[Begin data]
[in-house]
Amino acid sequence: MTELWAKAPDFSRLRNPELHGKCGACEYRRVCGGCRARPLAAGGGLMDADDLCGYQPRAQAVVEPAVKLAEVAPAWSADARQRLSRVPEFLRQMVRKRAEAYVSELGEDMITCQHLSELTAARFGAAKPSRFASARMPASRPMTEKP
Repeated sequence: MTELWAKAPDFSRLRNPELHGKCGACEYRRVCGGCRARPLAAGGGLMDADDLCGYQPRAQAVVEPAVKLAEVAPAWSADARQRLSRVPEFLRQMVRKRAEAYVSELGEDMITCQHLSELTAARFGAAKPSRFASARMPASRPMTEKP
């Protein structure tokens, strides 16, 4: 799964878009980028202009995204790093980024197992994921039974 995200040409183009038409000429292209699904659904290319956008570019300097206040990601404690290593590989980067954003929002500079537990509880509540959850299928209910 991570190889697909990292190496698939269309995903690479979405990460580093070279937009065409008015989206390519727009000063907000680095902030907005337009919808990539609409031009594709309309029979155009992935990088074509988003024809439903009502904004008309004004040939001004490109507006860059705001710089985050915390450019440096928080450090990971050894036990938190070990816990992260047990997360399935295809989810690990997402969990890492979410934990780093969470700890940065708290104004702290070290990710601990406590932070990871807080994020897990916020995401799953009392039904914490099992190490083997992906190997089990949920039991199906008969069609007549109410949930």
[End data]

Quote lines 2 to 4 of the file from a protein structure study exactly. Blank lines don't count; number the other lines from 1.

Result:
Amino acid sequence: MTELWAKAPDFSRLRNPELHGKCGACEYRRVCGGCRARPLAAGGGLMDADDLCGYQPRAQAVVEPAVKLAEVAPAWSADARQRLSRVPEFLRQMVRKRAEAYVSELGEDMITCQHLSELTAARFGAAKPSRFASARMPASRPMTEKP
Repeated sequence: MTELWAKAPDFSRLRNPELHGKCGACEYRRVCGGCRARPLAAGGGLMDADDLCGYQPRAQAVVEPAVKLAEVAPAWSADARQRLSRVPEFLRQMVRKRAEAYVSELGEDMITCQHLSELTAARFGAAKPSRFASARMPASRPMTEKP
């Protein structure tokens, strides 16, 4: 799964878009980028202009995204790093980024197992994921039974 995200040409183009038409000429292209699904659904290319956008570019300097206040990601404690290593590989980067954003929002500079537990509880509540959850299928209910 991570190889697909990292190496698939269309995903690479979405990460580093070279937009065409008015989206390519727009000063907000680095902030907005337009919808990539609409031009594709309309029979155009992935990088074509988003024809439903009502904004008309004004040939001004490109507006860059705001710089985050915390450019440096928080450090990971050894036990938190070990816990992260047990997360399935295809989810690990997402969990890492979410934990780093969470700890940065708290104004702290070290990710601990406590932070990871807080994020897990916020995401799953009392039904914490099992190490083997992906190997089990949920039991199906008969069609007549109410949930």